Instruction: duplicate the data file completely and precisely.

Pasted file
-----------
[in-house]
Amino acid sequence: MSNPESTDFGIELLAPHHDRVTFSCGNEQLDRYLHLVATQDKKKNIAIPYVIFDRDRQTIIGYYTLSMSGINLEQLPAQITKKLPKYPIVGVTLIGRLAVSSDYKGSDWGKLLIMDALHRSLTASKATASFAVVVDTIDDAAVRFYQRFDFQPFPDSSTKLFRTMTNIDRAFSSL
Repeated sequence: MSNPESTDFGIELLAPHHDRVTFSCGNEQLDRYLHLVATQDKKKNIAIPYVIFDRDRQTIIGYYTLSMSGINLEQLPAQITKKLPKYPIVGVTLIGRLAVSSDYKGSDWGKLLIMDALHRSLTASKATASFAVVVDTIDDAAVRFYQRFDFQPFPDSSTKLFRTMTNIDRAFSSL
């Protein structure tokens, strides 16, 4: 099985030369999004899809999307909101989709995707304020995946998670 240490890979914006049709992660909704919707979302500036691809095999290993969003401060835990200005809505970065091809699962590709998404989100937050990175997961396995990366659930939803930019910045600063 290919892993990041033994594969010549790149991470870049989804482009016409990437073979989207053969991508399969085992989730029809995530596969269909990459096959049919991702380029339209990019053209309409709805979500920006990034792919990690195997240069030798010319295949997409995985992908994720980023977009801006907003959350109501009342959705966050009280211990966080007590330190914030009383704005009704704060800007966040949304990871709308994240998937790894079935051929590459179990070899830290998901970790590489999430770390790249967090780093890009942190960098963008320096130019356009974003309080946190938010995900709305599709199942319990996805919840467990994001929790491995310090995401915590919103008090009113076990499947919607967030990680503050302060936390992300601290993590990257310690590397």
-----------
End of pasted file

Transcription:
[in-house]
Amino acid sequence: MSNPESTDFGIELLAPHHDRVTFSCGNEQLDRYLHLVATQDKKKNIAIPYVIFDRDRQTIIGYYTLSMSGINLEQLPAQITKKLPKYPIVGVTLIGRLAVSSDYKGSDWGKLLIMDALHRSLTASKATASFAVVVDTIDDAAVRFYQRFDFQPFPDSSTKLFRTMTNIDRAFSSL
Repeated sequence: MSNPESTDFGIELLAPHHDRVTFSCGNEQLDRYLHLVATQDKKKNIAIPYVIFDRDRQTIIGYYTLSMSGINLEQLPAQITKKLPKYPIVGVTLIGRLAVSSDYKGSDWGKLLIMDALHRSLTASKATASFAVVVDTIDDAAVRFYQRFDFQPFPDSSTKLFRTMTNIDRAFSSL
């Protein structure tokens, strides 16, 4: 099985030369999004899809999307909101989709995707304020995946998670 240490890979914006049709992660909704919707979302500036691809095999290993969003401060835990200005809505970065091809699962590709998404989100937050990175997961396995990366659930939803930019910045600063 290919892993990041033994594969010549790149991470870049989804482009016409990437073979989207053969991508399969085992989730029809995530596969269909990459096959049919991702380029339209990019053209309409709805979500920006990034792919990690195997240069030798010319295949997409995985992908994720980023977009801006907003959350109501009342959705966050009280211990966080007590330190914030009383704005009704704060800007966040949304990871709308994240998937790894079935051929590459179990070899830290998901970790590489999430770390790249967090780093890009942190960098963008320096130019356009974003309080946190938010995900709305599709199942319990996805919840467990994001929790491995310090995401915590919103008090009113076990499947919607967030990680503050302060936390992300601290993590990257310690590397």